The European Union has voted to extend the registration of glyphosate, despite a sustained misinformation campaign questioning the product’s safety.
On 27 November 2017 the European Union voted to extend the licence for the herbicide glyphosate for a period of five years. This outcome was welcomed by farming groups around the world as a victory for common sense, which it is on the face of it - providing reprieve on a potentially significant negative outcome.
The reality is this was a compromise on the fifteen year licence extension that is generally considered standard. Already, lobbyists on both sides of the argument are readying themselves to campaign for the extension in five years’ time.
The process to reach this determination was drawn out and subject to significant activism – much of which could best be described as ill-informed with links drawn to product’s use and cancer. This followed a report by the Agency for Research on Cancer (IARC), which has links to the World Health Organisation, that claimed that glyphosate potentially had carcinogenic qualities similar to that indoor emissions from burning wood, consuming red meat and high temperature frying.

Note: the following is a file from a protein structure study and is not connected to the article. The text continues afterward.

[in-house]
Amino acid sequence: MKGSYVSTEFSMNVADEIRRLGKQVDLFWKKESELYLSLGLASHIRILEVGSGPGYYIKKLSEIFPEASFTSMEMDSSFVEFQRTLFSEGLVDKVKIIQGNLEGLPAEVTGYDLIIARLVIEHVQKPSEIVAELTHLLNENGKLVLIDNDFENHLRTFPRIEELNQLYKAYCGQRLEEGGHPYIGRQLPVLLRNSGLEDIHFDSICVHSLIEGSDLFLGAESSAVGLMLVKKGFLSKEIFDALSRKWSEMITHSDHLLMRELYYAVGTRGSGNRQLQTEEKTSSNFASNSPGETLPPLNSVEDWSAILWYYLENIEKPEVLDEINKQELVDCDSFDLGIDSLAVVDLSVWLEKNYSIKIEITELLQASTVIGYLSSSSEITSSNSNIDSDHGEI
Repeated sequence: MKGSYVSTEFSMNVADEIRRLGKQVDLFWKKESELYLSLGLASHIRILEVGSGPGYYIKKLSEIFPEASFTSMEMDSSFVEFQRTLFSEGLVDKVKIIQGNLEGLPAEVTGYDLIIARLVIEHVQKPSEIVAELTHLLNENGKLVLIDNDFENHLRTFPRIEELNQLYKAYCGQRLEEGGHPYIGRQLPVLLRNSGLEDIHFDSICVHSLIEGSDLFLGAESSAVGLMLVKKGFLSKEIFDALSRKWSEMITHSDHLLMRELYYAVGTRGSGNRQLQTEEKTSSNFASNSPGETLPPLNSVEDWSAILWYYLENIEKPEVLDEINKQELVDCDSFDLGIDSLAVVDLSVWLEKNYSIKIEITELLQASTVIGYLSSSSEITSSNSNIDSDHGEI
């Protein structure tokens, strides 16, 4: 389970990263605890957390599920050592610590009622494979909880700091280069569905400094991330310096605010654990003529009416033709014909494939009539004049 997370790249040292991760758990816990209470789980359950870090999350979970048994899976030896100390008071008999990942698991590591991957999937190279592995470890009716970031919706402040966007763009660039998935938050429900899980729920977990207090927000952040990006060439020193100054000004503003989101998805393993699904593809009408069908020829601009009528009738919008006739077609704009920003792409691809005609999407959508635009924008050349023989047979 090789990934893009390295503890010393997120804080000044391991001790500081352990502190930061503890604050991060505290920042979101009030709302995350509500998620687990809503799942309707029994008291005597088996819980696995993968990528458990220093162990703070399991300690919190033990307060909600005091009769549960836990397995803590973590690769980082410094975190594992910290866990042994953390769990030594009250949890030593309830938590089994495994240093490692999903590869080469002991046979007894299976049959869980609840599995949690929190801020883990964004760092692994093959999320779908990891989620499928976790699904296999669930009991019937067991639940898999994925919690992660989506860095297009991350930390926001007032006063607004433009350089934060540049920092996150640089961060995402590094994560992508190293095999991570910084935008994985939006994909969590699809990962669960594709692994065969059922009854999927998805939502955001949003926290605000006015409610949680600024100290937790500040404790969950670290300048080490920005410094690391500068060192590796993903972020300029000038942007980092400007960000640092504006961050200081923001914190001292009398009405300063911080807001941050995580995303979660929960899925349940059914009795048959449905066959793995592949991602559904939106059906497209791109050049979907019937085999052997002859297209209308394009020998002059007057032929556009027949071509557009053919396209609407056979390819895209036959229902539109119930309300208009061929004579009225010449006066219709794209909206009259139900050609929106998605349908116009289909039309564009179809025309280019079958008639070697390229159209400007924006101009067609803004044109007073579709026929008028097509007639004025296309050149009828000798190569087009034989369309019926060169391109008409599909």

A decision to ban the herbicide could have been potentially devastating for Australian farmers given glyphosate’s widespread use. It is utilised so broadly because science has established that it is safe to use. The product’s safety has been supported by Canada, New Zealand and the Australian Pesticides and Veterinary Medicines Authority (APVMA), which concluded “that glyphosate does not pose a carcinogenic risk to humans and that there are no grounds to place it under formal reconsideration.”
The irony is, if Glyphosate’s licence had not been extended the EU would have still permitted the import of products treated with arguably more hazardous herbicides.Mark Harvey-Sutton, Manager, Rural Affairs, National Farmers' Federation
At a practical level, a Maximum Residue Limit of zero would have been impractical for Australian exports. At the diplomatic level, an adverse outcome would have been a needless complication for the EU-Australia Free Trade Agreement progress. This of course does not take into account the environmental benefits of glyphosate as a low-impact weed management tool which provides an alternative to tilling.
The irony is, if Glyphosate’s licence had not been extended the EU would have still permitted the import of products treated with arguably more hazardous herbicides – which is the alternative many Australian farmers would have been forced to adopt had the ban gone ahead.
There are a number learnings we as a sector must take on board as we look to five years ahead:
Mark Harvey-Sutton is NFF's Manager of Rural Affairs